Donald Trump’s Many, Many, Many, Many Ties to Russia
When asked about this, and his affection for Russian president Vladimir Putin, Trump said any inference that a connection exists between the two is absurd and the stuff of conspiracy. “I have ZERO investments in Russia,” he tweeted after the Democratic National Committee was apparently hacked by Russia and the emails released by Wiki Leaks on the eve of the DNC convention to nominate Clinton as its 2016 presidential candidate.
Most of the coverage of the links between Trump and Putin’s Russia takes the GOP presidential nominee at his word—that he has lusted after a Trump tower in Moscow, and come up spectacularly short. But Trump’s dodge—that he has no businesses in Russia, so there is no connection to Putin—is a classic magician’s trick. Show one idle hand, while the other is actually doing the work.
The truth, as several columnists and reporters have painstakingly shown since the first hack of a Clinton-affiliated group took place in late May or early June, is that several of Trump’s businesses outside of Russia are entangled with Russian financiers inside Putin’s circle.
So, yes, it’s true that Trump has failed to land a business venture inside Russia. But the real truth is that, as major banks in America stopped lending him money following his many bankruptcies, the Trump organization was forced to seek financing from non-traditional institutions. Several had direct ties to Russian financial interests in ways that have raised eyebrows. What’s more, several of Trump’s senior advisors have business ties to Russia or its satellite politicians.
“The Trump-Russia links beneath the surface are even more extensive,” Max Boot wrote in the Los Angeles Times. “Trump has sought and received funding from Russian investors for his business ventures, especially after most American banks stopped lending to him following his multiple bankruptcies.”
What’s more, three of Trump’s top advisors all have extensive financial and business ties to Russian financiers, wrote Boot, the former editor of the Op Ed page of the Wall Street Journal and now a senior fellow at the Council on Foreign Relations.
Trump’s de facto campaign manager, Paul Manafort, was a longtime consultant to Viktor Yanukovich, the Russian-backed president of Ukraine who was overthrown in 2014. Manafort also has done multimillion-dollar business deals with Russian oligarchs. Trump’s foreign policy advisor Carter Page has his own business ties to the state-controlled Russian oil giant Gazprom. … Another Trump foreign policy advisor, retired Army Lt. Gen. Michael Flynn, flew to Moscow last year to attend a gala banquet celebrating Russia Today, the Kremlin’s propaganda channel, and was seated at the head table near Putin.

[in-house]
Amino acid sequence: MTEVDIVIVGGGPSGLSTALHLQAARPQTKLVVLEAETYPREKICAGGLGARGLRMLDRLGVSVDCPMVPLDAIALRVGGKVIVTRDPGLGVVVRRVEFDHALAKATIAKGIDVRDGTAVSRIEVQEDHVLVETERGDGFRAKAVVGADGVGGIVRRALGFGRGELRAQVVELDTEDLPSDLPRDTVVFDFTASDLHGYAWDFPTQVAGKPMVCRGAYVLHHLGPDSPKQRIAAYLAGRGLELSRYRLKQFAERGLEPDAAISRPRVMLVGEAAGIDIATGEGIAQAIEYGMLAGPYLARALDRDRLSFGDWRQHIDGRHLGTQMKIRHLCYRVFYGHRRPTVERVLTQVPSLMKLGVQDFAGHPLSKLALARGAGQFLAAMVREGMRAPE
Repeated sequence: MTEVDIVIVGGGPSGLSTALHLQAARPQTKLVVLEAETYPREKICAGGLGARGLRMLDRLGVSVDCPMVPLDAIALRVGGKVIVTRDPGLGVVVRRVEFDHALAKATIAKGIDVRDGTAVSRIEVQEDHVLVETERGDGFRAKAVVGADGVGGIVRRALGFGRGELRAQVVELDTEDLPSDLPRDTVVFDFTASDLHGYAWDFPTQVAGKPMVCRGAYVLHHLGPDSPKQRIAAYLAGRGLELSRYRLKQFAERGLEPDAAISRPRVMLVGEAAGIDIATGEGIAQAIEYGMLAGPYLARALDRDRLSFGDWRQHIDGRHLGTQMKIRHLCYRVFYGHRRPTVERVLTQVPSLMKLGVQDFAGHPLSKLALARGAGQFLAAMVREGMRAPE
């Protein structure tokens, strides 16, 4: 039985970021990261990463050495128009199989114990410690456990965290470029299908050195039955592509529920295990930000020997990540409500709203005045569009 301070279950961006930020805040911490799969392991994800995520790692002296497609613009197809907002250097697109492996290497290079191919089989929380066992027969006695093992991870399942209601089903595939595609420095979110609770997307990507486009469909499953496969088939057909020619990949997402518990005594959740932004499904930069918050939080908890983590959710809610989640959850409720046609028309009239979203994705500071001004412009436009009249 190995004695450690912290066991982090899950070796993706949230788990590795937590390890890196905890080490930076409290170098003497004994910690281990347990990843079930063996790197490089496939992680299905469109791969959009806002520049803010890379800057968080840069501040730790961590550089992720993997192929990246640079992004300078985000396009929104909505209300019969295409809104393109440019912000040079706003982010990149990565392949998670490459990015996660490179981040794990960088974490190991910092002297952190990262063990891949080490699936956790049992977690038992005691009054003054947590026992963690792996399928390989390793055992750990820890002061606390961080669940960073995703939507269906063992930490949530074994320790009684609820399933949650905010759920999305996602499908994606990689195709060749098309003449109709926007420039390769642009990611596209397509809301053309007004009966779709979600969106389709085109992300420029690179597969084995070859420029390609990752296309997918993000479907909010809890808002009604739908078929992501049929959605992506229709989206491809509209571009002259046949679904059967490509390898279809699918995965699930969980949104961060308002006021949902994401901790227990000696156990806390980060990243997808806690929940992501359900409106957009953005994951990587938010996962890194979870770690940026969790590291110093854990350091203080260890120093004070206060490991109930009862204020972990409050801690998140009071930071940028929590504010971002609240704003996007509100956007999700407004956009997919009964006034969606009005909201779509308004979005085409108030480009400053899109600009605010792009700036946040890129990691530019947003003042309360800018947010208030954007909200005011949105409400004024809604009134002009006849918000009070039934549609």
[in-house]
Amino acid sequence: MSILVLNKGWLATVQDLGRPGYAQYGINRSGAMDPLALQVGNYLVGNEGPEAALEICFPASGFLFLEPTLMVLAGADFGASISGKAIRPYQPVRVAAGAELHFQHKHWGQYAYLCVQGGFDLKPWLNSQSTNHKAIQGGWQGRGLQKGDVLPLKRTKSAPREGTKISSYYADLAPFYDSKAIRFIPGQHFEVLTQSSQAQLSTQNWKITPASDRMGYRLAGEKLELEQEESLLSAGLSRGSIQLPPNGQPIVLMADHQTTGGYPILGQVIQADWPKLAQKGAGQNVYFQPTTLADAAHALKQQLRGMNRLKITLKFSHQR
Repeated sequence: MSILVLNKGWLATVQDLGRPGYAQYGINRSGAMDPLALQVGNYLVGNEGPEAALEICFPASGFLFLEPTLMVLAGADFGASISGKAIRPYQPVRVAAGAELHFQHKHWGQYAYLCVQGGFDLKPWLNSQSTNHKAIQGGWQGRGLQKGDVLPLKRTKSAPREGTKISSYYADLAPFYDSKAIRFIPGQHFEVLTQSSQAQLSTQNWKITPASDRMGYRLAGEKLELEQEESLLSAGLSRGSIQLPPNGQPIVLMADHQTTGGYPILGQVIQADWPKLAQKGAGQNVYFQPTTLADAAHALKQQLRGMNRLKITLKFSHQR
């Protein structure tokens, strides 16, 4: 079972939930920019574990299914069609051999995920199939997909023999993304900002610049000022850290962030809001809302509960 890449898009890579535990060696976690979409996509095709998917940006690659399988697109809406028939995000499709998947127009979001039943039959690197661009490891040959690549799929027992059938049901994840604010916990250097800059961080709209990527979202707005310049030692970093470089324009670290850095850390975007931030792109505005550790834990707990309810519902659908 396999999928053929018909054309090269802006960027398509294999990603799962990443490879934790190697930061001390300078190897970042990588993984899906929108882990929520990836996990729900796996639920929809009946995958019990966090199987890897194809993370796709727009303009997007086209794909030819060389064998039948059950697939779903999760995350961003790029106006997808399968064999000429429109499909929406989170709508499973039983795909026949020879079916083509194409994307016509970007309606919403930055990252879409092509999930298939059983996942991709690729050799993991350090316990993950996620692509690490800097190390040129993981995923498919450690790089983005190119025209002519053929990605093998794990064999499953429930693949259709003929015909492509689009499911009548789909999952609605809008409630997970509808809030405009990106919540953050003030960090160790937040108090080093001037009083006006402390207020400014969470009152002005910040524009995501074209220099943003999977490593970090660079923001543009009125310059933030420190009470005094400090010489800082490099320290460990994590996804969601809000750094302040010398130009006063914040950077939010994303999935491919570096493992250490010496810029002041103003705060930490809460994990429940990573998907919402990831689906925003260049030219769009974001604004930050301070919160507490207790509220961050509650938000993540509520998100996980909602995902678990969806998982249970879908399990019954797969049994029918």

…The most obvious example is Trump Soho, a complicated web of financial intrigue that has played out in court. A lawsuit claimed that the business group, Bayrock, underpinning Trump Soho was supported by criminal Russian financial interests. While its initial claim absolved Trump of knowledge of those activities, Trump himself later took on the group’s principal partner as a senior advisor in the Trump organization.
“Tax evasion and money-laundering are the core of Bayrock’s business model,” the lawsuit said of the financiers behind Trump Soho. The financing came from Russian-affiliated business interests that engaged in criminal activities, it said. “(But) there is no evidence Trump took any part in, or knew of, their racketeering.”
Journalists who’ve looked at the Bayrock lawsuit, and Trump Soho, wonder why Trump was involved at all. “What was Trump thinking entering into business with partners like these?” Franklin Foer wrote in Slate. “It’s a question he has tried to banish by downplaying his ties to Bayrock.”…
…There are other Russian business ties to the Trump organization as well. Trump’s first real estate venture in Toronto, Canada, was a partnership with two Russian-Canadian entrepreneurs, Toronto Lifereported in 2013.
“The hotel’s developer, Talon International, is run by Val Levitan and Alex Shnaider, two Russian-Canadian entrepreneurs. Levitan made his fortune manufacturing slot machines and creating bank note validation technology, and Shnaider earned his in the post-glasnost steel trade,” it reported.
Finally, for all of his denials of Russian ties lately, Trump has boasted in the past of his many meetings with Russian oligarchs. During one trip to Moscow, Trump bragged that they all showed up to meet him to discuss projects around the globe. “Almost all of the oligarchs were in the room” just to meet with him, Trump said at the time.
And when Trump built a tower in Panama, his clients were wealthy Russians, the Washington Postreported. “Russians make up a pretty disproportionate cross-section of a lot of our assets. We see a lot of money pouring in from Russia,” Trump’s son, Donald Jr., said at a real estate conference in 2008, according to a trade publication, eTurboNews…
It is increasingly looking like America “elected” NOT their “saviour”, NOT even America’s First Socialist/Marxist President (that distinction goes to Woodrow Wilson), no, it is increasingly looking like America elected their first foreign groomed, Marxist TRAITOR as their President.
Again, let me say that I get NO satisfaction in repeatedly saying that WE TRIED TO WARN YOU.